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Originally appearing in Volume V05, Page 65 of the 1911 Encyclopedia Britannica.
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CALORIMETRY, the scientific name for the measurement of quantities of heat (Lat. calor), to be distinguished from thermometry, which signifies the measurement of temperature. A calorimeter is any piece of apparatus in which heat is measured. This distinction of meaning is purely a matter of convention, but it is very rigidly observed. Quantities of heat may be measured indirectly in a variety of ways in terms of the different effects of heat on material substances. The most important of these effects are (a) rise of temperature, (b) change of state, (c) trans-formation of energy. § 1. The rise of temperature of a body, when heat is imparted to it, is found to be in general nearly proportional to the quantity of heat added. The thermal capacity of a body is measured by the quantity of heat required to raise its temperature one degree, and is necessarily proportional to the mass of the body for bodies of the same substance under similar conditions. The specific heat of a substance is sometimes defined as the thermal capacity of unit mass, but more often as the ratio of the thermal capacity of unit mass of the substance to that of unit mass of water at some standard temperature. The two definitions are identical, provided that the thermal capacity of unit mass of water, at a standard temperature, is taken as the unit of heat. But the specific heat of water is often stated in terms of other units. In any case it is necessary to specify the temperature, and sometimes also the pressure, since the specific heat of a substance generally depends to some extent on the external conditions. The methods of measurement, founded on rise of temperature, may be classed as thermometric methods, since they depend on the observation of change of temperature with a thermometer. The most familiar of these are the method of mixture and the method of cooling. § 2. The Method of Mixture consists in imparting the quantity of heat to be measured to a known mass of water, or some other standard substance, contained in a vessel or calorimeter of known thermal capacity, and in observing the rise of temperature produced, from which data the quantity of heat may be found as explained in all elementary text-books. This method is the most generally convenient and most readily applicable of calorimetric methods, but it is not always the most accurate, for various reasons. Some heat is generally lost in transferring the heated body to the calorimeter; this loss may be minimized by performing the transference rapidly, but it cannot be accurately calculated or eliminated. Some heat is lost when the calorimeter is raised above the temperature of its enclosure, and before the final temperature is reached. This can be roughly estimated by observing the rate of change of temperature before and after the experiment, and assuming that the loss of heat is directly proportional to the duration of the experiment and to the average excess of temperature. It can be minimized by making the mixing as rapid as possible, and by using a large calorimeter, so that the excess of temperature is always small. The latter method was generally adopted by J. P. Joule, but the rise of temperature is then difficult to measure with accuracy, since it is necessarily reduced in nearly the same proportion as the correction. There is, however, the advantage that the correction is rendered much less uncertain by this procedure, since the assumption that the loss of heat is proportional to the temperature-excess is only true for small differences of temperature. Rumford proposed to eliminate this correction by starting with the initial temperature of the calorimeter as much below that of its enclosure as the final temperature was expected to be above the same limit. This method has been very generally recommended, but it is really bad, because, although it diminishes the absolute magnitude of the correction, it greatly increases the uncertainty of it and therefore the probable error of the result. The coefficient of heating of a calorimeter when it is below the temperature of its surroundings is seldom, if ever, the same as the coefficient of cooling at the higher temperature, since the convection currents, which do most of the heating or cooling, are rarely symmetrical in the two cases, and moreover, the duration of the two stages is seldom the same. In any case, it is desirable to diminish the loss of heat as much as possible by polishing the exterior of the calorimeter to diminish radiation, and by suspending it by non-conducting supports, inside a polished case, to protect it from draughts. It is also very important to keep the surrounding conditions as constant as possible throughout the experiment. This may be secured by using a large water-bath to surround the apparatus, but in experiments of long duration it is necessary to use an accurate temperature regulator. The method of lagging the calorimeter with cotton-wool or other non-conductors, which is often recommended, diminishes the loss of heat considerably, but renders it very uncertain and variable, and should never be used in work of precision. The bad conductors take so long to reach a steady state that the rate of loss of heat at any moment depends on the past history more than on the temperature of the calorimeter at the moment. A more serious objection to the use of lagging of this kind is the danger of its absorbing moisture. The least trace of damp in the lagging, or of moisture condensed on the surface of the calorimeter, may produce serious loss of heat by evaporation. This is another objection to Rumford's method of cooling the calorimeter below the surrounding temperature before starting. Among minor difficulties of the method may be mentioned the uncertainty of the thermal capacity of the calorimeter and stirrer, and of the immersed portion of the thermometer. This is generally calculated by assuming values for the specific heats of the materials obtained by experiment between loo° C. and 20° C. Since the specific heats of most metals increase rapidly with rise of temperature, the values so obtained are generally too high. It is best to make this correction as small as possible by using a large calorimeter, so that the mass of water is large in proportion to that of metal. Analogous difficulties arise in the application of other calorimetric methods. The accuracy of the work in each case depends principally on the skill and ingenuity of the experimentalist in devising methods of eliminating the various sources of error. The form of apparatus usually adopted for the method of mixtures is that of Regnault with. slight modifications,. and figures and descriptions are given in all the text-books. Among special method, which have been subsequently developed there are two which deserve mention as differing in principle from the common type. These are (I) the constant temperature method, (2) the continuous flow method. The constant temperature method of mixtures was proposed by N. Hesehus (Jour. Phys., 1888, vii. p. 489). Cold water at a known temperature is added to the calorimeter, immediately after dropping in the heated substance, at such a rate as to keep the temperature of the calorimeter constant, thus eliminating the corrections for the water equivalent of the calorimeter and the external loss of heat. The calorimeter is surrounded by an air-jacket connected to a petroleum gauge which indicates any small change of temperature in the calorimeter, and enables the manipulator to adjust the supply of cold water to compensate it. The apparatus as arranged by F. A. Waterman is shown in fig. I (Physical Review, 1896, iv. p. Y6i). A is the calorimetric tube, B the air-jacket and L ~ the gauge. H is an electric UW heater for raising the body to a suitable temperature, which can swing into place directly over the calorimeter. W is a conical can containing water o cooled by ice I nearly too , which is swung over the calorimeter as soon as the hot body has been introduced and the heater removed. The cold water flow {s regulated by a tap S with a long handle 0, and its temperature is taken by a delicate thermometer with its bulb at G. The method is interesting, but the manipulations and observations involved are more troublesome than with the ordinary type of calorimeter, and it may be doubted whether any ad-vantage is gained in accuracy. The continuous flow method is specially applicable to the important case of calorific value of gaseous fuel, where a large quantity of heat is continu- ously generated at a nearly uniform rate by combustion Fig. 2 illustrates a recent type of gas calorimeter devised by C. V. Boys (Prot. R.S., 1906; A. 77, p. I22). The heated products of combustion from the burner B impinge on a metal box H, through which water is circulating, and then pass downwards and outwards through a spiral cooler which reduces them practically to the atmospheric temperature. A steady stream of water enters the apparatus by the inflow thermometer O, B _J flows through the spiral coolers N and M, and finally through the box H, where it is well mixed before passing the outflow thermometer P. As soon as a steady state is reached, the difference of temperature between the outflow and inflow thermometers, multiplied by the current of water in grammes per minute gives the heat per minute supplied by combustion. The gas current is simultaneously observed by a suitable meter, which, with subsidiary corrections for pressure, temperature, &c., gives the necessary data for deducing calorific value. A continuous flow calorimeter has been used by the writer for measuring quantities of heat conveyed by conduction (see CoNDUCTION OF HEAT), and also for determining the variation of the specific heat of water. In the latter case two steady currents of water at different temperatures, say o° and too° are passed through an equalizer, and the resulting temperature measured without mixing the currents, which are then separately determined by weighing. This is a very good method of comparing the mean specific heats over two ranges of temperature such as o-50, and 50-too, or o-20 and 20-4o, but it is not so suitable as the electric method described below for obtaining the actual specific heat at any point of the range. § 3. Method of Cooling.—A common example of this method is the determination of the specific heat of a liquid by filling a small calorimeter with the liquid, raising it to a convenient temperature, and then setting it to cool in an enclosure at a steady temperature, and observing the time taken to fall through a given range when the conditions have become fairly steady. The same calorimeter is afterwards filled with a known liquid, such as water, and the time of cooling is observed through the same range of temperature, in the same enclosure, under the same conditions. The ratio of the times of cooling is equal to the ratio of the thermal capacities of the calorimeter and its contents in the two cases. The advantage of the method is that there is no transference or mixture; the defect is that the whole measurement depends on the assumption that the rate of loss of heat is the same in the two cases, and that any variation in the conditions, or uncertainty in the rate of loss, produces its full effect in the result, whereas in the previous case it would only affect a small correction. Other sources of uncertainty are, that the rate of loss of heat generally depends to some extent on the rate of fall of temperature, and that it is difficult to take accurate observations on a rapidly falling thermometer. As the method is usually practised, the calorimeter is made very small, and the surface is highly polished to diminish radiation. It is better to use a fairly large calorimeter to diminish the rate of cooling and the uncertainty of the correction for the water equivalent. The surface of the calorimeter and the enclosure should be permanently blackened so as to increase the loss of heat by radiation as much as possible, as compared with the losses by convection and conduction, which are less regular. For accurate work it is essential that the liquid in the calorimeter should be continuously stirred, and also in the enclosure, the lid of which must be water-jacketed, and kept at the same steady temperature as the sides. When all these precautions are taken, tire method loses most of the simplicity which is its chief advantage. It cannot be satisfactorily applied to the case of solids or powders, and is much less generally useful than the method of mixture. § 4. Method of Fusion.—The methods depending on change of state are theoretically the simplest, since they do not necessarily involve any reference to thermometry, and the corrections for external loss of heat and for the thermal capacity of the containing vessels can be completely eliminated. They nevertheless present peculiar difficulties and limitations, which render their practical application more troublesome and more uncertain than is usually supposed. They depend on the experimental fact that the quantity of heat required to produce a given change of state (e.g. to convert one gramme of ice at o° C. into water at o° C., or one gramme of water at too° C. into steam at too° C.) is always the same, and that there need be no change of temperature during the process. The difficulties arise in connexion with the determination of the quantities of ice melted or steam condensed, and in measuring the latent heat of fusion or vaporization in terms of other units for the comparison of observations. The earlier forms of ice-calorimeter, those of Black, and of Laplace and Lavoisier, were useless for work of precision, on account of, the impossibility of accurately estimating the quantity of water left adhering to the ice in each case. This difficulty was overcome by the invention of the Bunsen calorimeter, in which the quantity of ice melted is measured by observing the diminution of volume, but the successful employment of this instrument requires consider-able skill in manipulation. The sheath of ice surrounding the bulb must be sufficiently continuous to prevent escape of heat, but it must not be so solid as to produce risk of strain. The ideal condition is difficult to secure. In the practical use of the instrument it is not necessary to know both the latent heat of fusion of ice and the change of volume which occurs on melting; it is sufficient to determine the change of volume per calorie, or the quantity of mercury which is drawn into the bulb of the apparatus per unit of heat added. This can be determined by a direct calibration, by inserting a known quantity of water at a known temperature and observing the contraction, or weighing the mercury drawn into the apparatus. In order to be independent of the accuracy of the thermometer employed for observing the initial temperature of the water introduced, it has been usual to employ water at roe C., adopting as unit of heat the " mean calorie," which is one-hundredth part of the heat given up by one gramme of water in cooling from too° to o° C. The weight of mercury corresponding to the mean calorie has been determined with considerable care by a number of observers well skilled in the use of the instrument. The following are some of their results:—Bunsen, 15.41 mgm.; Velten, 15.47 mgm.; Zakrevski, 15.57 mgm.; Staub, 15.26 mgm. The explanation of these discrepancies in the fundamental constant is not at all clear, but they may be taken as an illustration of the difficulties of manipulation attending the use of this instrument, to which reference has already been made. It is not possible to deduce a more satisfactory value from the latent heat and the change of density, because these constants are very difficult to determine. The following are some of the values deduced by well-known experimentalists for the latent heat of fusion:—Regnault, 79.06 to 79.24 calories, corrected by Person to 79.43; Person, 79.99 calories; Hess, 80.34 calories; Bunsen, 8o•025 calories. Regnault, Person and Hess employed the method of mixture which is probably the most accurate for the purpose. Person and Hess avoided the error of water sticking to the ice by using dry ice at various temperatures below o° C., and determining the specific heat of ice as well as the latent heat of fusion. These discrepancies, might, no doubt, be partly explained by differences in the units employed, which are somewhat uncertain, as the specific heat of water changes rapidly in the neighbourhood of o° C; but making all due allowance for this, it remains evident that the method of ice-calorimetry, in spite of its theoretical simplicity, presents grave difficulties in its practical application. One of the chief difficulties in the practical use of the Bunsen calorimeter is the continued and often irregular movement of the mercury column due to slight differences of temperature, or pressure between the ice in the calorimeter and the ice bath in which it is immersed. C. V. Boys (Phil. Mag., 1887, vol. 24, p. 214) showed that these effects could be very greatly reduced by surrounding the calorimeter with an outer tube, so that the ice inside was separated from the ice outside by an air space which greatly reduces the free passage of heat. The present writer has found that very good results may be obtained by enclosing the calorimeter in a vacuum jacket (as illustrated in fig. 3), which practically eliminates conduction and convection. If the vacuum jacket is silvered inside, radiation also is reduced to such an extent that, if the vacuum is really good, the external ice bath may be dispensed with for the majority of purposes. If the inner bulb is filled with mercury instead of water and ice, the same arrangement answers admirably as a Favre and Silbermann calorimeter, for measuring small quantities of heat by the expansion of Ftc 3 the mercury. The question has been raised by E. L. Nichols (Phys. Rev. vol. 8, January 1899) whether there may not be different modifications of ice with different densities, and different values of the latent heat of fusion. He found for natural pond-ice a density 0.9179 and for artificial ice 0.9161. J. Vincent (Phil. Trans. A. 198, p. 463) also found a density .916o for artificial ice, which is probably very nearly correct. If such variations of density exist, they may introduce some uncertainty in the absolute values of results obtained with the ice calorimeter, and may account for some of the discrepancies above enumerated. § 5. The Method of Condensation was first successfully applied by J. Joly in the construction of his steam calorimeter, a full description of which will be found in text-books. The body to be tested is placed in a special scale-pan, suspended by a fine wire from the arm of a balance inside an enclosure which can be filled with steam at atmospheric pressure. The temperature of the enclosure is carefully observed before admitting steam. The weight of steam condensed on the body gives a means of calculating the quantity of heat required to raise it from the atmospheric temperature up to oo° C. in terms of the latent heat of vaporization of steam at roe C. There can be no appreciable gain or logs of heat by radiation, if the admission of the steam is sufficiently rapid, since the walls of the enclosure are maintained at roe C., very nearly. The thermal capacity of the scale-pan, &c., can be determined by a separate experiment, or, still better, eliminated by the differential method of counterpoising with an exactly similar arrangement on the other arm of the balance. The method requires very delicate weighing, as one calorie corresponds to less than two milligrammes of steam condensed; but the successful application of the method to the very difficult problem of measuring the specific heat of a gas at constant volume, shows that these and other difficulties have been very skilfully overcome. The application of the method appears to be practically limited to the measurements of specific heat between the atmospheric temperature and roo° C. The results depend on the value assumed for the latent heat of steam, which Joly takes as 536.7 calories, following Regnault. Joly has himself deter-mined the mean specific heat of water between 12° and roe C. by this method, in terms of the latent heat of steam as above given, and finds the result •9952. Assuming that the mean specific heat of water between 12° and 1o0° is really 1.00Ii in terms of the calorie at 20 C. (see table, p. 66), the value of the latent heat of steam at roe C., as determined by Joly, would be 54o•2 in terms of the same unit. The calorie employed by Regnault is to some extent uncertain, but the difference is hardly beyond the probable errors of experiment, since it appears from the results of recent experiments that Regnault made an error of the same order in his determination of the specific heat of water at 100° C. § 6. Energy Methods.—The third general method of calorimetry, that based on the transformation of some other kind of energy into the form of heat, rests on the general principle of the conservation of energy, and on the experimental fact that all other forms of energy are readily and completely convertible into the form of heat. It is therefore often possible to measure quantities of heat indirectly, by measuring the energy in some other form and then converting it into heat. In addition to its great theoretical interest, this method possesses the advantage of being frequently the most accurate in practical application, since energy can be more accurately measured in other forms than in that of heat. The two most important varieties of the method are (a) mechanical, and (b) electrical. These methods have reached their highest development in connexion with the determination of the mechanical equivalent of heat, but they may be applied with great advantage in connexion with other problems, such as the measurement of the variation of specific heat, or of latent heats of fusion or vaporization. § 7. Mechanical Equivalent of Heat.—The phrase " mechanical equivalent of heat " is somewhat vague, but has been sanctioned by long usage. It is generally employed to denote the number of units of mechanical work or energy which, when completely converted into heat without loss, would be required to produce one heat unit. The numerical value of the mechanical equivalent necessarily depends on the particular units of heat and work employed in the comparison. The British engineer prefers to state results in terms of foot-pounds of work in any convenient latitude per pound-degree-Fahrenheit of heat. The continental engineer prefers kilogrammetres per kilogramme-degree-centi-grade. For scientific use the C.G.S. system of expression in ergs per gramme-degree-centigrade, or " calorie," is the most appropriate, as being independent of the value of gravity. A more convenient unit of work or energy, in practice, on account of the smallness of the erg, is the joule, which is equal to io• 7 ergs, or one watt-second of electrical energy. On account of its practical convenience, and its close relation to the international electrical units, the joule has been recommended by the British Association for adoption as the absolute unit of heat. Other convenient practical units of the same kind would be the watt-hour, 3600 joules, which is of the same order of magnitude as the kilo-calorie, and the kilowatt-hour, which is the ordinary commercial unit of electrical energy. § 8. Joule.—The earlier work of Joule is now chiefly of historical interest, but his later measurements in 1878, which were undertaken on a larger scale, adopting G. A. Hirn's method of measuring the work expended in terms of the torque and the number of revolutions, still possess value as experimental evidence. In these experiments(see fig. 4) the paddles were revolved by hand at such a speed as to produce a constant torque on the calorimeter h, which was supported on a float w in a vessel of water v, but was kept at rest by the couple due to a pair of equal weights k suspended from fine strings passing round the circumference of a horizontal wheel attached to the calorimeter. Each experiment lasted about forty minutes, and the rise of temperature produced was nearly 3° C. The calorimeter contained about 5 kilogrammes of water, so that the rate of heat-supply was about 6 calories per second. Joule's final result was 772.55 foot-pounds at Manchester per poun 1-degree-Fahrenheit at a temperature of 62° F., but individual experiments differed by as much as 1 %. This result in C.G.S. measure is equivalent to 4.177 joules per calorie at 16.5° C., on the scale of Joule's mercury thermometer. His thermometers were subsequently corrected to the Paris scale by A. Schuster in 1895, which had the effect of reducing the above figure to 4.173. § 9. Rowland.—About the same time H. A. Rowland (Prot. Amer. Acad. xv. p. 75, 188o) repeated the experiment, employing the same method, but using a larger calorimeter (about 8400 grammes) and a petroleum motor, so as to obtain a greater rate of heating (about 84 calories per second), and to reduce the importance of the uncertain correction for external loss of heat. Rowland's apparatus is shown in fig. 5. The calorimeter was suspended by a steel wire, the torsion of which made the equilibrium stable. The torque was measured by weights 0 and P suspended by silk ribbons passing over the pulleys n and round the disk kl. The power was transmitted to the paddles by bevel wheels f, g, rotating a spindle passing through a stuffing box in the bottom of the calorimeter. The number of revolutions and the rise of temperature were recorded on a chronograph drum. He paid greater attention to the important question of thermometry, and extended his researches over a much wider range of temperature, namely 5° to 35° C. His experiments revealed for the first time a diminution in the specific heat of water with rise of temperature between 0° and 3o° C., amounting to four parts in 10.000 per 1 ° C. His thermometers were compared with a mercury thermometer standardized in Paris, and with a platinum thermometer standardized by Griffiths. The result was to reduce the co-efficient of diminution of specific heat at 15° C. by nearly one half, but the absolute value at 20° C. is practically unchanged. Thus corrected his values are as follows: Temperature . 10° 15° 20° 25° 30° 35° Joules per cal. 4.197 4.188 4.181 4.176 4.175 4.177 These are expressed in terms of the hydrogen scale, but the difference from the nitrogen scale is so small as to be within the limits of experimental error in this particular case. Rowland himself considered his results to be probably correct to one part in 500, and supposed that the greatest uncertainty lay in the comparison of the scale of his mercury thermometer with the air thermometer. The subsequent correction, though not carried out strictly under the conditions of the experiment, showed that the order of accuracy of his work about the middle of the range from 15° to 25° was at least r in woo, and probably 1 in 2000. At 30° he considered that, owing to the increasing magnitude and uncertainty of the radiation correction, there " might be a small error in the direction of making the equivalent too great, and that the specific heat might go on decreasing to even 4o° C." The results considered with reference to the variation of the specific heat of water are shown in the curve marked Rowland in Fig. 6. § to. Osborne Reynolds and W.H.Moorby (Phil. Trans.,1897, P.381) determined the mechanical equivalent of the mean thermal unit between o° and too° C., on a very large scale, with a Froude-Reynolds hydraulic brake and a steam-engine of too h.p. This brake is practically a Joule calorimeter, ingeniously designed to churn the water in such a manner as to develop the greatest possible resistance. The admission of water at o° C. to the brake was controlled by hand in such a manner as to keep the outflow nearly at the boiling-point, the quantity of water in the brake required to produce a constant torque being regulated automatically, as the speed varied, by a valve worked by the lifting of the weighted lever attached to the brake. a. /AI o° '' ram tO Pil .4900 \® ]00. 4.1580 The accompanying illustration (fig. 7) shows the brake lagged with cotton-wool, and the 4-ft. lever to which the weights are suspended. The power of the brake may be estimated by comparison with the size of the rope pulley seen behind it on the same shaft. With 300 pounds on a 4-ft. lever at 300 revolutions per minute, the rate of generation of heat was about 12 kilo-calories per second. In spite of the large range of temperature, the correction for external loss of heat amounted to only 5%, with the brake uncovered, and was reduced to less than 2 % by lagging. This is the special advantage of working on so large a scale with so rapid a generation of heat. But, for the same reason, the method necessarily presents peculiar difficulties, which were not overcome without great pains and ingenuity. The principal troubles arose from damp in the lagging which necessitated the rejection of several trials, and from dissolved air in the water, causing loss of heat by the formation of steam. Next to the radiation loss, the most uncertain correction was that for conduction of heat along the 4-in. shaft. These losses were as far as possible eliminated by combining the trials in pairs, with differ-ent loads on the brake, assuming that the heat-loss would be the same in the heavy and light trials, provided that the external temperature and the gradient in the shaft, as estimated from the temperature of the bearings, were the same. The values deduced in this manner for the equivalent agreed as closely as could be expected considering the impossibility of regulating the external condition of temperature and moisture with any certainty in an engine-room. The extreme variation of results in any one series was only from 776.63 to 979.46 ft.-pounds, or less than 1%. This variation may have been due to the state of the lagging, which Moorby distrusted in spite of the great reduction of the heat-loss, or it may have been partly due to the difficulty of regulating the speed of the engine and the water-supply to the brake in such a manner as to maintain a constant temperature in the outflow, and avoid variations in the heat capacity of the brake. Since hand regulation is necessarily discontinuous, the speed and the temperature were constantly varying, so that it was useless to take readings nearer than the tenth of a degree. The largest variation recorded in the two trials of which full details are given, was 4–9° F. in two minutes in the outflow temperature, and four or five revolutions per minute on the speed. These variations, so far as they were of a purely accidental nature, would be approximately eliminated on the mean of a large number of trials, so that the accuracy of the final result would be of a higher order than might be inferred from a comparison of separate pairs of trials. Great pains were taken to discuss and eliminate all the sources of constant error which could be foreseen. The results of the light trials with 400 f t.-pounds on the brake differ slightly from those with boo ft.-pounds. This might be merely accidental, or it might indicate some constant difference in the conditions requiring further investigation. It would have been desirable, if possible, to have tried the effect of a larger range of variation in the experimental conditions of load and speed, with a view to detect the existence of constant errors; but owing to the limitations imposed by the use of a steam-engine, and the difficulty of securing steady conditions of running, this proved to be impossible. There can be no doubt, however, that the final result is the most accurate direct determination of the value of the mean calorie between o° and too C. in mechanical units. Expressed in joules per calorie the result is 4.1832, which agrees very closely with the value found by Rowland as the mean over the range 15° to 20° C. The value 4.183 is independently confirmed in a remarkable manner by the results of the electrical method described below, which give 4.185 joules for the mean calorie, if Rowland's value is assumed as the starting-point, arid taken to be 4.18o joules at 2o° C. § 11. Electrical Methods.—The value of the international electrical units has by this time been so accurately determined in absolute measure that they afford a very good, though indirect, method of determining the mechanical equivalent of heat. But, quite apart from this, electrical methods possess the greatest value for calorimetry, on account of the facility and accuracy of regulating and measuring the quantity of heat supplied by an electric current. The frictional generation of heat in a metallic wire conveying a current can be measured in various ways, which correspond to slightly different methods. By Ohm's law, mid by the definition of difference of electric pressure or potential, we obtain the following alternative expressions for the quantity of heat H in joules generated in a time T seconds by a current of C amperes flowing in a wire of resistance R ohms, the difference of potential between the ends of the wire being E= CR volts: H=RCP= C2RT =E2T/R . (t.) The method corresponding to the expression C2RT was adopted by Joule and by most of the early experimentalists. The defects of the earlier work from an electrical point of view lay chiefly in the difficulty of measuring the current with sufficient accuracy owing to the imperfect development of the science of electrical measurement. These difficulties have been removed by the great advances since 188o, and in particular by the introduction of accurate standard cells for measurements of electrical pressure. § 12. Griffiths.—The method adopted by E. H. Griffiths (Phil. Trans., 1893, p. 361), whose work threw a great deal of light on the failure of previous observers to secure consistent results, corresponded to the last expression E2T/R, and consisted in regulating the current by a special rheostat, so as to keep the potential difference E on the terminals of the resistance R balanced against a given number of standard Clark cells of the Board of Trade pattern. The resistance R could be deduced from a knowledge of the temperature of the calorimeter and the coefficient of the wire. But in order to obtain trustworthy results by this method he found it necessary to employ very rapid stirring (2000 revolutions per minute), and to insulate the wire very carefully from the liquid to prevent leakage of the current. He also made a special experiment to find how much the temperature of the wire exceeded that of the liquid under the conditions of the experiment. This correction had been neglected by previous observers employing similar methods. The resistance R was about 9 ohms, and the potential difference E was varied from three to six Clark cells, giving a rate of heat-supply about 2 to 6 watts. The water equivalent of the calorimeter was about 85 grammes, and was determined by varying the quantity of water from 140 to 260 or 280 grammes, so that the final results depended on a difference in the weight of water of 12o to 140 grammes. The range of temperature in each experiment was 14° to 26° C. The rate of rise was observed with a mercury thermometer standardized by comparison with a platinum thermometer under the conditions of the experiment. The time of passing each division was recorded on an electric chronograph. The duration of an experiment varied from about 30 to 70 minutes. Special observations were made to deter-mine the corrections for the heat supplied by stirring, and that lost by radiation, each of which amounted to about to % of the heat-supply. The calorimeter C, fig. 8, was gilded, and completely surrounded by a nickel-plated steel enclosure B, forming the bulb of a mercury thermo-regulator, immersed in a large water-bath maintained at a constant temperature. In spite of the large corrections the results were extremely consistent, and the value of the temperature-coefficient of the diminution of the specific heat of water, deduced from the observed variation in the rate of rise at different points of the range 15° to 25°, agreed with the value subsequently deduced from Rowland's experiments over the same range, when his thermometers were reduced to the same scale. Griffiths' final result for the average value of the calorie over this range was 4.192 joules, taking the E.M.F. of the Clark cell at 15° C. to be 1..4342 volts. The difference from Rowland's value, 4.181, could be explained by supposing the E.M.F. of the Clark cells to have in reality been 1.4323 volts, or about 2 millivolts less than the value assumed. Griffiths subsequently applied the same method to the measurement of the specific heat of aniline, and the latent heat of vaporization of benzene and water. § 13. Schuster and Gannon.—The method employed by A. Schuster and W. Gannon for the determination of the specific heat of water in terms of the international electric units (Phil. Trans. A, 1895, p. 415) corresponded to the expression ECT, and differed in many essential details from that of Griffiths. The current through a platinoid resistance of about 31 ohms in a calorimeter containing 1500 grammes of water was regulated so that the potential difference on its terminals was equal to that of twenty Board of Trade Clark cells in series. The duration of an experiment was about ten minutes, and the product of the mean current and the time, namely CT, was measured by the weight of silver deposited in a voltameter, which V. 3amounted to about 0.56 gramme. The uncertainty due to the correction for the water equivalent was minimized by making it small (about 27 grammes) in comparison with the water weight. The correction for external loss was reduced by employing a small rise of temperature (only 2.22°), and making the rate of heat-supply relatively rapid, nearly 24 watts. The platinoid coil was insulated from the water by shellac varnish. The wire had a length of 76o ems., and the potential difference on its terminals was nearly 30 volts. The rate of stirring adopted was so slow that the heat generated by it could be neglected. The result found was 4.191 joules per calorie at 19° C. This agrees very well with Griffiths considering the difficulty of measuring so small a rise of temperature at 2° with a mercury thermometer. Admitting that the electro-chemical equivalent of silver increases with the age of the solution, a fact subsequently discovered, and that the E.M.F. of the Clark cell is probably less than 1.4340 volts (the value assumed by Schuster and Gannon), there is no difficulty in reconciling the result with that of Rowland. § 14. H. L. Callendar and H. T. Barnes (Brit. Assoc. Reports, 1897 and 1899) adopted an entirely different method of calorimetry; as well as a different method of electrical measurement. A steady current of liquid, Q grammes per second, of specific heat, Js joules per degree, flowing through a fine tube, A B, fig. 9, is heated by a steady electric current during its passage through the tube, and the difference of temperature do between the inflowing and the outflowing liquid is measured by a single reading with a delicate pair of differential platinum thermometers at A and B. The difference of potential E between the ends of the tube, and the electric current C through it, are measured on an accurately calibrated potentiometer, in terms of a Clark cell and a standard resistance. If MO is the radiation loss in watts we have the equation, EC=JsQde+hdo . . . (2). The advantage of this method is that all the conditions are steady, so that the observations can be pushed to the limit of accuracy and sensitiveness of the apparatus. The water equivalent of the calorimeter is immaterial, since there is no appreciable change of temperature. The heat-loss can be reduced to a minimum by enclosing the flow-tube in a hermetically sealed glass vacuum jacket. Stirring is effected by causing the water to circulate spirally round the bulbs of the thermometers and the heating conductor as indicated in the figure. The conditions can be very easily varied through a wide range. The heat-loss hdo is determined and eliminated by varying the flow of liquid and the electric current simultaneously, in such a manner as to secure approximately the same rise of temperature for two or more widely different values of the flow of liquid. An example taken from the Electrician, September 1897, of one of the earliest experiments by this method on the specific heat of mercury will make the method clearer. The flow-tube was about r metre long and I minim. in diameter, coiled in a short spiral inside the vacuum jacket. The outside of the vacuum jacket was immersed in a water jacket at a steady temperature equal to that of the in-flowing mercury.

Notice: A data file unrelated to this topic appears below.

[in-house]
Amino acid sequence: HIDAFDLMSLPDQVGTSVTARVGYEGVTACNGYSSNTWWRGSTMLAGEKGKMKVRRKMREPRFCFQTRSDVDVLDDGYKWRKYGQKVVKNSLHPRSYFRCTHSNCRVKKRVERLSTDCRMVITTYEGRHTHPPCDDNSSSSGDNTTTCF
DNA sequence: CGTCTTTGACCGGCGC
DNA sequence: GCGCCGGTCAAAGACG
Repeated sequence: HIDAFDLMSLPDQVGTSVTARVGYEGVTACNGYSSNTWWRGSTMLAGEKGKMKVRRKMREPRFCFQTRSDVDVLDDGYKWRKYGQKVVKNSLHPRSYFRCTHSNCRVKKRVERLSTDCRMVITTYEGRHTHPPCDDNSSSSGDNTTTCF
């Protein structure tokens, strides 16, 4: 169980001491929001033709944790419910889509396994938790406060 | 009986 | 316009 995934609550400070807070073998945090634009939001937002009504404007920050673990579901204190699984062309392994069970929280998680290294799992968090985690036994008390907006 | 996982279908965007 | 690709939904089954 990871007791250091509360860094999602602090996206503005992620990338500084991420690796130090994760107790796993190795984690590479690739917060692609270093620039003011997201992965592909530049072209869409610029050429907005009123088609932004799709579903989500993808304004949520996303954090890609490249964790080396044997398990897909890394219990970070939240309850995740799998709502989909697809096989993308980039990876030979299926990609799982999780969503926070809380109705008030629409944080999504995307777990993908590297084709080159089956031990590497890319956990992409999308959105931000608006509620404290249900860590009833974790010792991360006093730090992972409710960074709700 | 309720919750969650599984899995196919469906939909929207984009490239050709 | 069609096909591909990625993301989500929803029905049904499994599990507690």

End of Article: CALORIMETRY
CALORESCENCE (from the Lat. calor, heat)